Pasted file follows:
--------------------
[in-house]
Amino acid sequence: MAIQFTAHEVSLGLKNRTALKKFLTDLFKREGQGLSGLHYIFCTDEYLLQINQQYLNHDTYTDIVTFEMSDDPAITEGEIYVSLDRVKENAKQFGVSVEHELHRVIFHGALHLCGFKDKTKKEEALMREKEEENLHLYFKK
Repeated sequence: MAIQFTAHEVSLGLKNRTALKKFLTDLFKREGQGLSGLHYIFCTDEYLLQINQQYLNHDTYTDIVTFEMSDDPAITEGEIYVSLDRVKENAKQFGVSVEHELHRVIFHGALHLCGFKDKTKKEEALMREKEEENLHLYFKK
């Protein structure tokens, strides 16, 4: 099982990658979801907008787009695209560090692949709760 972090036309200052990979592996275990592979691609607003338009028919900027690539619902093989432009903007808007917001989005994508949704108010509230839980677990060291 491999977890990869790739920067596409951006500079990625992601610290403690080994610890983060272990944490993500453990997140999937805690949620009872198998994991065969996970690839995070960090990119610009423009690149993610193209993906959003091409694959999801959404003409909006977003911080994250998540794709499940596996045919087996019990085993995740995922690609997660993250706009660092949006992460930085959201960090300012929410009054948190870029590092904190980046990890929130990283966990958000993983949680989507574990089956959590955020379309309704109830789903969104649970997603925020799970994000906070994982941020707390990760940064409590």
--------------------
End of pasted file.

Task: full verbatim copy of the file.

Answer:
[in-house]
Amino acid sequence: MAIQFTAHEVSLGLKNRTALKKFLTDLFKREGQGLSGLHYIFCTDEYLLQINQQYLNHDTYTDIVTFEMSDDPAITEGEIYVSLDRVKENAKQFGVSVEHELHRVIFHGALHLCGFKDKTKKEEALMREKEEENLHLYFKK
Repeated sequence: MAIQFTAHEVSLGLKNRTALKKFLTDLFKREGQGLSGLHYIFCTDEYLLQINQQYLNHDTYTDIVTFEMSDDPAITEGEIYVSLDRVKENAKQFGVSVEHELHRVIFHGALHLCGFKDKTKKEEALMREKEEENLHLYFKK
């Protein structure tokens, strides 16, 4: 099982990658979801907008787009695209560090692949709760 972090036309200052990979592996275990592979691609607003338009028919900027690539619902093989432009903007808007917001989005994508949704108010509230839980677990060291 491999977890990869790739920067596409951006500079990625992601610290403690080994610890983060272990944490993500453990997140999937805690949620009872198998994991065969996970690839995070960090990119610009423009690149993610193209993906959003091409694959999801959404003409909006977003911080994250998540794709499940596996045919087996019990085993995740995922690609997660993250706009660092949006992460930085959201960090300012929410009054948190870029590092904190980046990890929130990283966990958000993983949680989507574990089956959590955020379309309704109830789903969104649970997603925020799970994000906070994982941020707390990760940064409590």